The Association of American Medical Colleges (AAMC) has announced that “the United States is facing a serious shortage of physicians” and “international medical graduates play an important role in U.S. healthcare, representing roughly 25 percent of the workforce.” We represent a significant portion of the healthcare providers to the underserved areas. Our absence in these regions will deny healthcare to a large portion of the community.
Time is of the essence as the programs are now in the process of choosing the applicants and their decision might unjustly be affected by the current events. Per the latest statement issued on February 3, 2017 on the U.S Citizenship and Immigration Services (USCIS) website, the hold on visa status change which was originally implemented as part of the executive order, has been lifted and applications to adjust status, continue to be adjudicated, meaning that those currently in the United States will be considered for visa status change. Therefore, the medical residency programs should feel reassured that these applicants can be issued the necessary visa by June 2017, when most residencies start. The programs should also be reassured that all green card and EAD holders currently inside U.S.A are safe to be chosen by programs and their status in the country is legal. We are aware that this issue is not only for the Iranian citizens, but it has also affected our fellow colleagues from Iraq, Syria, Yemen, Sudan, Libya, and Somalia. We acknowledge that the United States wants to take measures against terrorism. As physicians spending our entire lives helping the people in need, we wholeheartedly acknowledge the priority of ensuring safety in this great nation. However, we believe that this new blanket ban will not achieve the goal for which it was created. We are hereby asking the National Resident Matching Program (NRMP) and the ECFMG to issue a transparent statement to healthcare organizations around the country, stating clearly that applicants should NOT be discriminated against, based on their nationality. We are also urging President Trump and the United States Congress to take appropriate measurements to reverse this discriminatory executive order against the citizens of the aforementioned countries, and produce a more realistic and practical means of fighting against terrorist invasion. Finally, we are asking the media and all citizens of the great United States of America to stand with us against this act of total discrimination, which not only affects the life of many immigrants, but will adversely influence hospitals and healthcare across the country.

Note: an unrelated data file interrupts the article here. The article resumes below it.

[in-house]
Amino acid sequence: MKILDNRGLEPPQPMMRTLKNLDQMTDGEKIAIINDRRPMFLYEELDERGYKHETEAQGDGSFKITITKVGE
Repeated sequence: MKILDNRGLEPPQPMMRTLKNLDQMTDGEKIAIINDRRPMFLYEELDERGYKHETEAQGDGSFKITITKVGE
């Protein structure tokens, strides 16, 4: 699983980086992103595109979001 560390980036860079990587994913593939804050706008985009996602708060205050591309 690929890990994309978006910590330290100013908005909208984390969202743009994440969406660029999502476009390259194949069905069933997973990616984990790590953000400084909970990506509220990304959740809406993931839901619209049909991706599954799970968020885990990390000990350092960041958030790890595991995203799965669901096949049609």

On behalf of the Allied Iranian Medical Doctors, a group of over 150 physicians